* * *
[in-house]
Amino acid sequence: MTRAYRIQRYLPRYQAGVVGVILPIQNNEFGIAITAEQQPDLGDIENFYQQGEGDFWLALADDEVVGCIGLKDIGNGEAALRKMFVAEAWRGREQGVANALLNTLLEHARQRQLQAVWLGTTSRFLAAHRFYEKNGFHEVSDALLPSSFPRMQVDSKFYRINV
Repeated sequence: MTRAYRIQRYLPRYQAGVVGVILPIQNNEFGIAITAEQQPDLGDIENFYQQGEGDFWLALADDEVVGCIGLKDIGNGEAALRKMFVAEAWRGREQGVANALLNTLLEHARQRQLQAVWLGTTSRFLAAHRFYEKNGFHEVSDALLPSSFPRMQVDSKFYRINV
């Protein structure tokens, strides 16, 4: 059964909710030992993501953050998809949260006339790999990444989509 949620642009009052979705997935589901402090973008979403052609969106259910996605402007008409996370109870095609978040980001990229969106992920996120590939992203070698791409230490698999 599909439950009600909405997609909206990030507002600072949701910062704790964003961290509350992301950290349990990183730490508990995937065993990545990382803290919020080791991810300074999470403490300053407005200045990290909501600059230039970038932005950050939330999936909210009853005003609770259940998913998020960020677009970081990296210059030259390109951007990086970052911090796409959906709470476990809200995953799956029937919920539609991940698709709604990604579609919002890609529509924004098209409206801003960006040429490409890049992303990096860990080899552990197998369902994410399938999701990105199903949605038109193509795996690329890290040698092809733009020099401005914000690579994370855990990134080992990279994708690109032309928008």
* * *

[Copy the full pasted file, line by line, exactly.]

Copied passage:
[in-house]
Amino acid sequence: MTRAYRIQRYLPRYQAGVVGVILPIQNNEFGIAITAEQQPDLGDIENFYQQGEGDFWLALADDEVVGCIGLKDIGNGEAALRKMFVAEAWRGREQGVANALLNTLLEHARQRQLQAVWLGTTSRFLAAHRFYEKNGFHEVSDALLPSSFPRMQVDSKFYRINV
Repeated sequence: MTRAYRIQRYLPRYQAGVVGVILPIQNNEFGIAITAEQQPDLGDIENFYQQGEGDFWLALADDEVVGCIGLKDIGNGEAALRKMFVAEAWRGREQGVANALLNTLLEHARQRQLQAVWLGTTSRFLAAHRFYEKNGFHEVSDALLPSSFPRMQVDSKFYRINV
């Protein structure tokens, strides 16, 4: 059964909710030992993501953050998809949260006339790999990444989509 949620642009009052979705997935589901402090973008979403052609969106259910996605402007008409996370109870095609978040980001990229969106992920996120590939992203070698791409230490698999 599909439950009600909405997609909206990030507002600072949701910062704790964003961290509350992301950290349990990183730490508990995937065993990545990382803290919020080791991810300074999470403490300053407005200045990290909501600059230039970038932005950050939330999936909210009853005003609770259940998913998020960020677009970081990296210059030259390109951007990086970052911090796409959906709470476990809200995953799956029937919920539609991940698709709604990604579609919002890609529509924004098209409206801003960006040429490409890049992303990096860990080899552990197998369902994410399938999701990105199903949605038109193509795996690329890290040698092809733009020099401005914000690579994370855990990134080992990279994708690109032309928008």